I'm firmly in the camp of people excited about Meghan Markle and Prince Harry's upcoming wedding. Articles discussing potential dresses, flowers, and color schemes are my current not-so-guilty pleasure. Through all of the excitement, seeing a photo of young Meghan Markle's natural hair has to be my favorite moment yet. The soon-to-be royal has curls for days, and looks totally amazing in them.
Markle has been a mainstay in the media ever since it was announced that Prince Harry was lucky enough to date the philanthropic actress. I've got to admit, I definitely combed through her now-defunct blog, The TIG, when it was still alive and felt genuinely inspired. Ever since the official royal engagement was announced (and hearts broke all over the world that Prince Harry is officially off the market), coverage of the couple has been rampant. I try to stay away from reading unnecessary, invasive press about the pair, but seeing photos of Markle's natural hair made me feel that much more connected to the noble-in-waiting. Sometime in her past, Markle has definitely struggled through the hours-long process that is wash day.
Throwback photos of the actress rocking her natural curly texture appeared on the internet, and the public was genuinely surprised. Over the years, Markle has always been spotted rocking a shiny blowout, and this is the first time many have seen her sporting her naturally curly hair.
While I'm pumped to see all of the charities that Markle will champion, someone needs to start a petition to hear more about her hair routine. Does she relax her hair? Does she get blowouts or silk presses on her natural hair? How does she keep it looking so healthy and strong? If you're a bit confused, I'll break it down for you.
Markle is a mixed race woman of color, and from what we can see in early photos, her natural hair is quite thick and curly. If she relaxes her hair, that means that she uses a cream to chemically straighten it. The cream reduces the curl pattern by breaking down the hair strand and subsequently altering the texture. This is actually the same process I formerly used on my own hair.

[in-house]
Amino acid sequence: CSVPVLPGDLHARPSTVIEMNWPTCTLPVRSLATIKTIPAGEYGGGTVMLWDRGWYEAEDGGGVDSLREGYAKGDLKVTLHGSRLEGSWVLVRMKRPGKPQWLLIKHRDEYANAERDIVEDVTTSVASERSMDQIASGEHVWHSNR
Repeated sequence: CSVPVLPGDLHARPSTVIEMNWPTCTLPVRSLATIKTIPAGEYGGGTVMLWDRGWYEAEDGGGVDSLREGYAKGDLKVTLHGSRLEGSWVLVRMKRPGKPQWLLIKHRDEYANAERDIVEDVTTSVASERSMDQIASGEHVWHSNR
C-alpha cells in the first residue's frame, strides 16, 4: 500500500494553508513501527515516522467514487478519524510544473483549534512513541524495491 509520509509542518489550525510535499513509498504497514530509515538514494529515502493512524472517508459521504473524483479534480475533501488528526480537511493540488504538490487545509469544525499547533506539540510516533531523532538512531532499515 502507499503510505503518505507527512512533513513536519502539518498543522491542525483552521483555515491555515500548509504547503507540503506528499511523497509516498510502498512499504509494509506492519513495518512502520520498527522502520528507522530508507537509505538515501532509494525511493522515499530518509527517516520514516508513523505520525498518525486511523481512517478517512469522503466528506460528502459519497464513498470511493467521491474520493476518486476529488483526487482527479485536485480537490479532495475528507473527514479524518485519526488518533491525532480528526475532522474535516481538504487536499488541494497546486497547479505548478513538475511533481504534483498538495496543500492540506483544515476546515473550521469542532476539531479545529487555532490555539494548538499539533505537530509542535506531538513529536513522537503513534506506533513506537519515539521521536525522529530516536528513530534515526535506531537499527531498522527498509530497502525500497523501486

I'm what the beauty community would call a "new natural". After relaxing my hair for over ten to fifteen years, I decided to give my hair a break. There's a multitude of reasons why women of color relax their hair: Society pressures, personal reasons, or they just find it more manageable. In the beginning, my choice was my mothers, who would relax my hair because of the time-consuming process of managing my natural hair. She was in grad school, taking care of two kids, and spending four or more hours on my hair just wasn't on the agenda. When I grew older, I went to a salon to get it professionally done. Relaxing was always a mainstay in my routine.
The reason why it would be so cool to sit down with Markle and talk hair shop is because it's so nuanced. Personally, I didn't feel the need to relax my hair from society's pressure to fit into Western ideals. It was just easier, and with a packed schedule of extracurricular activities and sports, it worked well for me. Just like going natural wasn't a stand against society: I had to for health reasons, and my hair just couldn't take the chemicals anymore.
It wasn't the act of going back natural that felt liberating; it was figuring out that I have a choice to wear my hair how I want. That topic would be so interesting to discuss with Markle. Since I work from home, I hardly touch my hair and prefer protective styles for less manipulation, which is what my hair thrives on (that and a good hot oil treatment.)
If I have a special event, I love a good blowout. Seeing the versatility in my hair, and the products different styles demand, is also a fun part of the process. Take Markle's holy grail product, for instance. When she rocks her blown-out texture, her go-to is Oribe's Dry Texturising Spray ($46, oribe.com). Any hair type can lament that nothing kills a beautiful blowout more than limp hair. This spray helps revive bounce, provides maximum volume, and creates sexy texture.
Whether she chooses to rock her natural hair in the comforts of her own home, or for the public to see, the beauty of Black Girl Magic is the choice to flaunt whatever you want. I'm dying to know though: Does the future royal wear a bonnet to bed, or does she sleep on a satin pillowcase?